Medical Practice modernised its long-established community-based
anticoagulation service in preparation for a forecast increase in numbers of
patients that would require treatment. The practice took full advantage of the
local primary to secondary shift schemes at that time and was at the forefront
of quality improvements with local commissioners in becoming an accredited
provider of community based anticoagulation services. The service has gone far
beyond its original specification of monitoring stable patients, as passed from
the hospital service, and now initiates patients and offers a range of options
from warfarin, NOACs, self-monitoring, as well as domiciliary care. It also
operates opportunistic screening to identify patients with AF, while to those
already known to have AF it seeks to educate them about anticoagulants.
The number of patients needing anticoagulation
intervention has been increasing rapidly, and hospitals have been struggling to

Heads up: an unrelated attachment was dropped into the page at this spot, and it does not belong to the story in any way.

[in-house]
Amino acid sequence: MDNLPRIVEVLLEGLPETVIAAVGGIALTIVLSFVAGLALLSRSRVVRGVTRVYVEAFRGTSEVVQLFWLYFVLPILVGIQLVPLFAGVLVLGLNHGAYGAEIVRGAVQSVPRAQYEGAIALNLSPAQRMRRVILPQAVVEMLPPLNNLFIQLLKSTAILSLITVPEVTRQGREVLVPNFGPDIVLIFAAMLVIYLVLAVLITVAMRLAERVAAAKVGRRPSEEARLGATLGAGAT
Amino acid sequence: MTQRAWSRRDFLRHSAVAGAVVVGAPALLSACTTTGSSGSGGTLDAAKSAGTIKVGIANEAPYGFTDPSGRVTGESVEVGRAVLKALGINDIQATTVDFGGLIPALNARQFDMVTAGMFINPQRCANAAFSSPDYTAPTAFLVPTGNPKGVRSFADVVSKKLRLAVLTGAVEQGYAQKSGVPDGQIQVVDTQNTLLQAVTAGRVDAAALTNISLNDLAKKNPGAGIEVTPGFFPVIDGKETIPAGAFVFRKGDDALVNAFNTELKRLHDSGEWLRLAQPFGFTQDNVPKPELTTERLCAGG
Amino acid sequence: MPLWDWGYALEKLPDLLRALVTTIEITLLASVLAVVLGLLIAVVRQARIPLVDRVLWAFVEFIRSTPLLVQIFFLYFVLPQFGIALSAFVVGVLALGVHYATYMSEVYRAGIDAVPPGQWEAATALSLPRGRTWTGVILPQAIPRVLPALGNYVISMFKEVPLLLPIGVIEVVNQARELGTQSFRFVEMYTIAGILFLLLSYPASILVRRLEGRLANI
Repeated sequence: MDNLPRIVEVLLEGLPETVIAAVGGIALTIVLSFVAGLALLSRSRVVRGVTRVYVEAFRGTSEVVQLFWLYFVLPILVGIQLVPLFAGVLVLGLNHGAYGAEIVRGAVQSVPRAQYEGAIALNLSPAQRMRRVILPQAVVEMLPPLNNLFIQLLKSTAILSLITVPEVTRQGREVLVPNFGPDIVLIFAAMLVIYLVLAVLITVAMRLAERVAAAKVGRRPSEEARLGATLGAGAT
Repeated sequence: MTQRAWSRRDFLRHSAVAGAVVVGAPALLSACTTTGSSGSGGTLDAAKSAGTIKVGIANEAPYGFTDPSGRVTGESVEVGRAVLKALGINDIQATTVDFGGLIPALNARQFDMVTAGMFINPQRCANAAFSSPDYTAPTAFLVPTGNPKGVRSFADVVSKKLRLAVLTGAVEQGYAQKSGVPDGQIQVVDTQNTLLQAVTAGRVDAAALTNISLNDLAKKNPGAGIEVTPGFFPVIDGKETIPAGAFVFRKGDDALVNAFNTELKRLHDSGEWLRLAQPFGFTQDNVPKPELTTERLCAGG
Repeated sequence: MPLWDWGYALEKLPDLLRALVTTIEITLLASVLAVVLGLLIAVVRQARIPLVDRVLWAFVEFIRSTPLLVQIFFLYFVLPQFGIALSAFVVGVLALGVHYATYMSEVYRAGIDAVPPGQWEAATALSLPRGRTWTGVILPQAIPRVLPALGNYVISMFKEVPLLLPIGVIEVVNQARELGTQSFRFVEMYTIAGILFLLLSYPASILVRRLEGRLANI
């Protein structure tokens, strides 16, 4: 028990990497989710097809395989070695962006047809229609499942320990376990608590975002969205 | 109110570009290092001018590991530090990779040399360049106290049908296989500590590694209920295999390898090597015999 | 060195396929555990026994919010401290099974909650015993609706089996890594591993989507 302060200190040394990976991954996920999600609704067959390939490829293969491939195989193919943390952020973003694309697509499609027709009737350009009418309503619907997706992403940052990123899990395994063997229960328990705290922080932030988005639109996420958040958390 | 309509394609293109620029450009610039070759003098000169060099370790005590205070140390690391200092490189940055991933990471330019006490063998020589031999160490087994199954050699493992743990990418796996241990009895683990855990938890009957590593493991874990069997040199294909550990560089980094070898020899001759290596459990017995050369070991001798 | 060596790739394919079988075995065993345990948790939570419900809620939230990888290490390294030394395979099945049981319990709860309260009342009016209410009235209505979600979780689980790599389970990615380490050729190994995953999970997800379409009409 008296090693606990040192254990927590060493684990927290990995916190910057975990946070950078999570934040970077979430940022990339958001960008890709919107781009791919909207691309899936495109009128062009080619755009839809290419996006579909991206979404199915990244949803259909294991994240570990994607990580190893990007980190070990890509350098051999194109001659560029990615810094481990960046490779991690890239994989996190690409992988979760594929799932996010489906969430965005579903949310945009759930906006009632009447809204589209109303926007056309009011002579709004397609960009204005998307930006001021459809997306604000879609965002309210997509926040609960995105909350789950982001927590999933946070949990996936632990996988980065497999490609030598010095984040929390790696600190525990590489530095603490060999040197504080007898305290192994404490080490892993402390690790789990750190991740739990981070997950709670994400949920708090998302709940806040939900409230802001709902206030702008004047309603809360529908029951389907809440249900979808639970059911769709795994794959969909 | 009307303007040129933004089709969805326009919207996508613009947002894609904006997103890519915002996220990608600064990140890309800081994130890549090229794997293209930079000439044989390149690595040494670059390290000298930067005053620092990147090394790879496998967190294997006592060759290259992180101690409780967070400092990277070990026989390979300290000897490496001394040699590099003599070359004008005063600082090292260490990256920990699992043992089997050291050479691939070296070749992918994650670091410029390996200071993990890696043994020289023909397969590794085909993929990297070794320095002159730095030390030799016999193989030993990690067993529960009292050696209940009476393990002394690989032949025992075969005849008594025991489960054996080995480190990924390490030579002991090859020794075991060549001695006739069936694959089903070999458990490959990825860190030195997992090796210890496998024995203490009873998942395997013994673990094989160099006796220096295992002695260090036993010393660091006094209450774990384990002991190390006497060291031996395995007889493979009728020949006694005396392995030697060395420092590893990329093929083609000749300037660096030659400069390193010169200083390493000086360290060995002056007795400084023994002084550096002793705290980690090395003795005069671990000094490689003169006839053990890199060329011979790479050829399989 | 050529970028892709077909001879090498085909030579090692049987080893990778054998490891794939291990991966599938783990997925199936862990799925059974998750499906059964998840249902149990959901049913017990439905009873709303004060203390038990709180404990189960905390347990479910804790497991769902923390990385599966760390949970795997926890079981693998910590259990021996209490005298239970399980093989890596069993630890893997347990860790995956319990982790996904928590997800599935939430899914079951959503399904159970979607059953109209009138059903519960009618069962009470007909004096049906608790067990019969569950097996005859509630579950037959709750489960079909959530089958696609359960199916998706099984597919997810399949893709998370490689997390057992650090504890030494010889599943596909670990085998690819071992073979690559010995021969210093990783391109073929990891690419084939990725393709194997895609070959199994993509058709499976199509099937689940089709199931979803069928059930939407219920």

cope with demand, resulting in a poor experience. Westcliffe has already become
an accredited provider of community-based anticoagulation services – as part of
a general shift into the community setting under the wing of general practice, providing
a safe and more holistic, personalised approach to care - but needed to
modernise its offering.
The main objectives were to empower patients and
improve their experience; improve clinical outcomes; provide value for money;
bring services closer to the patient in the community; ensure safe, continuous
care and gain a substantial market share as a provider of community-based
anticoagulation services in the local health economy.
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